Sometimes Albert Lea High School is actually Riverland Community College
Published 12:29 pm Friday, April 10, 2015
Students challenged with tough classes
Preparing for college may seem daunting for some seniors, but two Albert Lea students are taking an academic approach to it.
Emily Solum and Megan Lindely have taken a number of advanced classes for gifted and talented students at Albert Lea High School — classes that can help them prepare for college and even beyond that.
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“It’s more than just school learning; you apply it in life,” Lindely said.
The advanced classes Solum and Lindely have taken are College in the Schools and Advanced Placement.
College in the Schools — or CIS, as students and faculty call it — is offered at Albert Lea High School through Riverland Community College. The classes are taught at the high school by ALHS faculty.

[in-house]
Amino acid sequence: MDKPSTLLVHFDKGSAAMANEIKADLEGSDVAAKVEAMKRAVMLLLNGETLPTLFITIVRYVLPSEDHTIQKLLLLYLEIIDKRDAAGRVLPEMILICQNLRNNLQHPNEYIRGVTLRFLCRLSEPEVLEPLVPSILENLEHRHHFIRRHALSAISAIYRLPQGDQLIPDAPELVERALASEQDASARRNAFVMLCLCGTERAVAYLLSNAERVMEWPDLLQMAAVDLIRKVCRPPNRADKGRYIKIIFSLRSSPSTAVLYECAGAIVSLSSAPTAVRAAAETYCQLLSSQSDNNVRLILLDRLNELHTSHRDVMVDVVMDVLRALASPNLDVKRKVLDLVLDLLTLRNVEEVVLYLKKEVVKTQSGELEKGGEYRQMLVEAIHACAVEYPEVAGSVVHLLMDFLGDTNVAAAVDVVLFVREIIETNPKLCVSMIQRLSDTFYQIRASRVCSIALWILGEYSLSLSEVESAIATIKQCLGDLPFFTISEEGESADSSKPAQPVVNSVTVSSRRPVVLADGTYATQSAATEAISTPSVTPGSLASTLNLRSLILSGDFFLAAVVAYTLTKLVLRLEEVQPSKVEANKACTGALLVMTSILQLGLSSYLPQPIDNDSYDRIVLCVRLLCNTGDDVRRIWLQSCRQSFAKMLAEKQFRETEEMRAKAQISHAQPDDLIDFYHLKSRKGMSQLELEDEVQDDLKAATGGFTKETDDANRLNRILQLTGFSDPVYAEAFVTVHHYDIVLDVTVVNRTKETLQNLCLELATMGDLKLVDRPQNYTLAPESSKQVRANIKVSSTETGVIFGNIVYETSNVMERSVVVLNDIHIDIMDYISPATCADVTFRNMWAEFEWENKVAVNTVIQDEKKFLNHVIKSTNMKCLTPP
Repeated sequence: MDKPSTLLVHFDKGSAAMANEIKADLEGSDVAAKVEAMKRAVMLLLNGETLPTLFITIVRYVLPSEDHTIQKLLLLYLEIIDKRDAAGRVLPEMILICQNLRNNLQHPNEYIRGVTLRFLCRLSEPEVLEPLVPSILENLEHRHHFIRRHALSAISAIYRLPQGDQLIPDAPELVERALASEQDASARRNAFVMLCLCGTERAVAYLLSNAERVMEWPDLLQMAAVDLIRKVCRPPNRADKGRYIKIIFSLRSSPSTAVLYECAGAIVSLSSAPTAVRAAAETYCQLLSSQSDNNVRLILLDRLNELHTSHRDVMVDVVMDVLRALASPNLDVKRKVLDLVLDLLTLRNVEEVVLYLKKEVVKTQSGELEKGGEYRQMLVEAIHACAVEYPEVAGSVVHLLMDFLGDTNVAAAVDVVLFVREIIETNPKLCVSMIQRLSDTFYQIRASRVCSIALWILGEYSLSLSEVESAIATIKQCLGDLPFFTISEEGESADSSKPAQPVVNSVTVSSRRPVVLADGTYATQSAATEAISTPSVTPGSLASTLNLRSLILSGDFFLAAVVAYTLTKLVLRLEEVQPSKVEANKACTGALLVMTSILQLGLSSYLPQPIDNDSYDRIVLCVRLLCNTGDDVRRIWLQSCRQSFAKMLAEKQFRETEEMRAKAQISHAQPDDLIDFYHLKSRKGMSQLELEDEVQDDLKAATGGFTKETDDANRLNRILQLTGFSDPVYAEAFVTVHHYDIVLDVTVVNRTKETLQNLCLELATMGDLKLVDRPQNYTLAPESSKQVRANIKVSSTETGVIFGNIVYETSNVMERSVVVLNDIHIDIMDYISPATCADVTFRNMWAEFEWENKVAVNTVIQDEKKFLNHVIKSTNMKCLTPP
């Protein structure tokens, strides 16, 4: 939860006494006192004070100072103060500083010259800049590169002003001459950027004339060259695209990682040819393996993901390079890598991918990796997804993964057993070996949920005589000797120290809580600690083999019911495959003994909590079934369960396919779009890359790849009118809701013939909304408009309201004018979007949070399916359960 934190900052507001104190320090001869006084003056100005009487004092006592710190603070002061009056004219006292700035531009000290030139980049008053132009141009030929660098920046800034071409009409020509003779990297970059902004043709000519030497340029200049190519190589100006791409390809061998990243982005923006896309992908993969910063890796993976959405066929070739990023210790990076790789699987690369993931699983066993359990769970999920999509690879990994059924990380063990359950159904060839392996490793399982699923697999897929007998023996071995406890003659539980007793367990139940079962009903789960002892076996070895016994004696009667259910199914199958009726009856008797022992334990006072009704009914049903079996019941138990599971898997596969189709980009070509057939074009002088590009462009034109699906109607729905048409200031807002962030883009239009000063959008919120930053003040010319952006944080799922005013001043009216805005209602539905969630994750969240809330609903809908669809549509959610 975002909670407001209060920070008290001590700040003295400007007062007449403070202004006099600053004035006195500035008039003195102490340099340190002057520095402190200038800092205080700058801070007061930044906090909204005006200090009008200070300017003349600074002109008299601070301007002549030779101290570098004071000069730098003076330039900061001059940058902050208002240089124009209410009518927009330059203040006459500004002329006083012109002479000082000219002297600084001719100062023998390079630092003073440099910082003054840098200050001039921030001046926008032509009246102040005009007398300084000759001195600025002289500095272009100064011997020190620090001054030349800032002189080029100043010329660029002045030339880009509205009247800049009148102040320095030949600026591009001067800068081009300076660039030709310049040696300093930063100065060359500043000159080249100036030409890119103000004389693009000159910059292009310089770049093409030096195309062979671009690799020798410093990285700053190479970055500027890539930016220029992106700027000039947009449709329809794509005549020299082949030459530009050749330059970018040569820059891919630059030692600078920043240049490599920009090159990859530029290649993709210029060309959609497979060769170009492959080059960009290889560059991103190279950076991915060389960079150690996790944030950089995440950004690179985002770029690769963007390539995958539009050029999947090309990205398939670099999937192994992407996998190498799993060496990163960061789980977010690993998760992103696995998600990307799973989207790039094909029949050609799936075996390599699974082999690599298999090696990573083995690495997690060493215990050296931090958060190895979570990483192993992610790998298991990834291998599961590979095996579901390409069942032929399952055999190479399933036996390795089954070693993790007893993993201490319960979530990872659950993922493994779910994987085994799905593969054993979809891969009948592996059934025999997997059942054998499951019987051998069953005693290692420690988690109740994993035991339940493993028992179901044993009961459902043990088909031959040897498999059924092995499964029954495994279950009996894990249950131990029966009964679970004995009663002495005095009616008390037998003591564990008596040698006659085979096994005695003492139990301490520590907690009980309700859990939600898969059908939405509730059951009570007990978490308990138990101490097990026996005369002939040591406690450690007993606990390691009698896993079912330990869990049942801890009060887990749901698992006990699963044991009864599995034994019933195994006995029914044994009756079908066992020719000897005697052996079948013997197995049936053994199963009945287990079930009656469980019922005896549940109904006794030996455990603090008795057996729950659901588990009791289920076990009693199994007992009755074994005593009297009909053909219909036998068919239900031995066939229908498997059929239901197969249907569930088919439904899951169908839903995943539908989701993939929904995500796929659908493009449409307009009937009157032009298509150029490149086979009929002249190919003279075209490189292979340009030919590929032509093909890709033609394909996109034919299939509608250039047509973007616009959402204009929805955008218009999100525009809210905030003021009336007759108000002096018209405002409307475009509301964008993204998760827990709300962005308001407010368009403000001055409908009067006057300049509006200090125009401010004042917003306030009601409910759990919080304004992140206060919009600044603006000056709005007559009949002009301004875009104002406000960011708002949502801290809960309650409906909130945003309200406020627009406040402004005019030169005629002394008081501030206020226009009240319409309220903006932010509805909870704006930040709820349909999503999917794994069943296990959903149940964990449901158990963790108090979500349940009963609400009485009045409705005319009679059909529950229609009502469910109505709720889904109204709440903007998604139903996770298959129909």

Students must be in the top third of their sophomore class, the top half of their junior class and score at college level on the Accuplacer test to be eligible for CIS courses.
CIS courses offered at ALHS are Humanities English 12, Writing College Papers, Pre-Calculus A, Pre-Calculus B, Humanities Social 11, Intro to Computers and Microsoft Word.
Grossklaus also said there are firefighter and certified nursing assistant classes at the high school that are offered through Riverland.
In addition to CIS classes, the high school offers three Advanced Placement classes: calculus, biology and government.
Solum said she likes her CIS and AP classes because it helps her prepare for the future and save money once she graduates and goes to college.